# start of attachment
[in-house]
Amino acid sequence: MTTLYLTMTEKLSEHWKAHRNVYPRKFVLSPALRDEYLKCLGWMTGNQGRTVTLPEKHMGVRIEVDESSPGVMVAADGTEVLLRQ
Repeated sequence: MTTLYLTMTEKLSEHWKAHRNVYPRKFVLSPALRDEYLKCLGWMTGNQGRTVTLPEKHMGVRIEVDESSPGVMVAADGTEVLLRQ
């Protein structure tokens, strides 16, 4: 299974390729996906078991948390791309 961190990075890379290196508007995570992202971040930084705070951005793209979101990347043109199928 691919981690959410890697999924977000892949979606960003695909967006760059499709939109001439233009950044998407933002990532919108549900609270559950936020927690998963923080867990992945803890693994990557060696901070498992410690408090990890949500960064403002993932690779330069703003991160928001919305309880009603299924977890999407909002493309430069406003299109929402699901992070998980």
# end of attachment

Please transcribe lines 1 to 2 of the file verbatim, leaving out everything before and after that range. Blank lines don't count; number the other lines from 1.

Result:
[in-house]
Amino acid sequence: MTTLYLTMTEKLSEHWKAHRNVYPRKFVLSPALRDEYLKCLGWMTGNQGRTVTLPEKHMGVRIEVDESSPGVMVAADGTEVLLRQ